Vol. XXXI, #2 Gilbert Sorrentino and Mulligan Stew
Vladislav Todorov. Zift: A Noir Novel. Trans. Joseph Benatov. Paul Dry Books, 2010. 200 pp. Paper: $14.95.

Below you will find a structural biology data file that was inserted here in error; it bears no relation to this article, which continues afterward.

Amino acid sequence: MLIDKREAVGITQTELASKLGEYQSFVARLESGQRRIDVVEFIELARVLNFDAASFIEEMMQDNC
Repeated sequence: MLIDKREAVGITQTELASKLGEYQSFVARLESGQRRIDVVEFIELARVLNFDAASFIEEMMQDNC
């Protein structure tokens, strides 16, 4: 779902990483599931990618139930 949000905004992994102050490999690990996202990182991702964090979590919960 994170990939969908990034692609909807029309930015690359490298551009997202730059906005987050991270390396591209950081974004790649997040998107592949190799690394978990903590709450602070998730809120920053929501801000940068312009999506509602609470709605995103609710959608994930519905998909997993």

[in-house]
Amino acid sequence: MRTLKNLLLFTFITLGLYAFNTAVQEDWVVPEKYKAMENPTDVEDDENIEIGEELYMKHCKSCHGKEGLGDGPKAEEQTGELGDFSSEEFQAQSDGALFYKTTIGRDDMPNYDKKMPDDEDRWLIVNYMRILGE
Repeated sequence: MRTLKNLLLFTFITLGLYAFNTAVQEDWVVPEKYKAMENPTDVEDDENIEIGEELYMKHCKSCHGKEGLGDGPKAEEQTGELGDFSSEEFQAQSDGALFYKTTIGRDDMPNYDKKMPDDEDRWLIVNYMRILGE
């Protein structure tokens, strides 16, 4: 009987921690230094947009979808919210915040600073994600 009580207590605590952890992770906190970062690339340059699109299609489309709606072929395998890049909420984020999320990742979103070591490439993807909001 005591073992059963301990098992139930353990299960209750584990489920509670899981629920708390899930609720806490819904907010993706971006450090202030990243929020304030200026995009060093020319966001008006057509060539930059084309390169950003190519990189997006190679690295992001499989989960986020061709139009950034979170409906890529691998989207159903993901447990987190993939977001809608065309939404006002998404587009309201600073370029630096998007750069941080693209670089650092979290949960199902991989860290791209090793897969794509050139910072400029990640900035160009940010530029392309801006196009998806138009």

Zift is raw asphalt, chewed by aficionados like gum; as a slang term it also means dirt or shit. Lev Zhelyazkov, nicknamed "Moth," antihero of this fast-paced novel, chews it incessantly while involved in a long night of catching shit upon his release from a Bulgarian prison, serving twenty years for a murder he didn't commit. As soon as Lev is out, clad in an overlarge, dated gabardine suit, two security types accost and carry him off to another sort of prison, in a grimy bathhouse, for no apparent reason. The rest of Todorov's novel relates Lev’s more or less ineffectual attempts to repel his captors, rejoin his wife, and learn about the son they had, who was born and died during his father’s imprisonment. At length, fleeing the bathhouse, Lev traverses a sordid world amid the streets of Sofia, retracing the convolutions of the murder scenario, during which he stumbles upon Slug, his slimy accomplice in the jewel heist that went wrong, who is now an apparatchik himself, bent on rubbing out his erstwhile partner in crime. In another opportunistic meeting Lev discovers his wife, for whom he took the murder rap, singing in a bar. Although they swiftly, passionately reconcile, soon afterward Lev must unravel a succession of stories about what she did, where she was, and what happened to their son during Lev’s enforced estrangement. This hunt takes on added importance when Lev finds that he has been dosed unwittingly with a poison for which there is no antidote. Assailed by time, the cold, and betrayal, Lev finally meets, in the cemetery where his parents and child are buried, a crew of philosophical gravediggers whose hearty optimism disarms his world-weariness. Todorov’s raw, hard-boiled parody takes dead aim at noir and leaves it gasping for breath. [Michael Pinker]